Start-up She Sells Seafood continues legacy of women-led business in Eastern Canada

She Sells Seafood's Jordan Simms.

Mary Manette was an icon in Halifax, Nova Scotia, Canada in the early 1900s, traveling through the night by horse and wagon from the fishing village of West Chezzetcook, Nova Scotia, to bring fresh seafood to the Halifax Farmers Market.

A hundred years later, Manette’s great-granddaughter, Jordan Simms, is hoping to continue her legacy with She Sells Seafood, a start-up aiming to bring value-added seafood products into the North American retail space.

Backed by Saint John’s, Newfoundland, Canada-based Whitecap International Seafood Exporters, has developed a seacuterie kit featuring shrimp ceviche; crab tapenade with truffle oil, olives, and anchovies; crab cocktail, and lobster dip.

“My great-grandmother was known to have the finest seafood in Halifax. And she sold clams and herring in the same way I’m selling it right now. I think that her stories deserve and others of women playing historic roles in the seafood industry to be told. This brand is creating a space for that,” Simms told SeafoodSource at the 2023 Seafood Expo North America. “With my background in design and product development, I think particularly for the value-added segment, my perspective is incredibly valued.”

Previously the CEO of Mary Manette Seafood, Simms now serves as vice president of innovation and marketing for She Sells Seafood. She said she hopes to play a role in raising the profile of women working in the seafood industry, and said she has received support from former Canadian Fisheries Minister Bernadette Jordan as she visited the Whitecap booth at Seafood Expo North America.

“I think it's enormously important. Traditionally, seafood is a male-dominated industry, there's no doubt about it. I think people are interested in the female perspective on seafood. Every man who works in this industry knows women who are their colleagues, and I think it's important to recognize them and tell some of their stories. And, you know, half of the global workforce right now in the seafood industry is women, but in leadership positions, there are certainly fewer. The time has come.”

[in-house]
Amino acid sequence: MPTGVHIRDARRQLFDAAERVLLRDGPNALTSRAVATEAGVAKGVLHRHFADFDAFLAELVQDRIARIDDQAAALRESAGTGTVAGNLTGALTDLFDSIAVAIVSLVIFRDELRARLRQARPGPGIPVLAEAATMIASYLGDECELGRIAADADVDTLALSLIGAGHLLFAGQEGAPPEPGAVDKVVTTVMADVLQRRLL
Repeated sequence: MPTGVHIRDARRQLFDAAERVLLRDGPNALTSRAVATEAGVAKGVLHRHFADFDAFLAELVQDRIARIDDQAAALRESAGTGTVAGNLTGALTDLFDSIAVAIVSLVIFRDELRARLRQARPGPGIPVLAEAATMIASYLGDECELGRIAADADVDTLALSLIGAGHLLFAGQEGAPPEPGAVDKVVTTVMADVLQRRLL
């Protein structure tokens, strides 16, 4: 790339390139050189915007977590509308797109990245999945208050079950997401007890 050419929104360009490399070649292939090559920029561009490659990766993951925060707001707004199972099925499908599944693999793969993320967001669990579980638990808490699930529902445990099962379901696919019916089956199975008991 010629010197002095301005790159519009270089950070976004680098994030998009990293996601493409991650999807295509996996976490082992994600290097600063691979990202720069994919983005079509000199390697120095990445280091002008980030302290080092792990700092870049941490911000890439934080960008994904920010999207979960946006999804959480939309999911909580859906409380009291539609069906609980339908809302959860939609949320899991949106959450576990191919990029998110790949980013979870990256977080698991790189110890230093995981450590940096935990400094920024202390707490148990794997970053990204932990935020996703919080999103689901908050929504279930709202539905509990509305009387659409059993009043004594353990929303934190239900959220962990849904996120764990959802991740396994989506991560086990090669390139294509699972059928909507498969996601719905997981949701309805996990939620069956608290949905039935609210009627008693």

She Sells Seafood’s initial product came “in response to consumer demand for premium, tinned seafood,” Simms said.

“A lot of that traditionally has come from Spain and Portugal, but we thought it was time to have Marine Stewardship Council-certified North American seafood in the seacuterire space,” Simms said. “We've also done some innovation with the packaging in terms of having a clear lid because we think for the North American consumer wants to see what they're buying. All you have to do is just put it on a tray, pop open the lid, and with the gold tins, you have a beautiful, elegant appetizer tray featuring North American seafood.”

The seacuterie kit is just the beginning of what Simms hopes to accomplish with She Sells Seafood, she said. Products in the works include ... 

Photo courtesy of Cliff White/SeafoodSource


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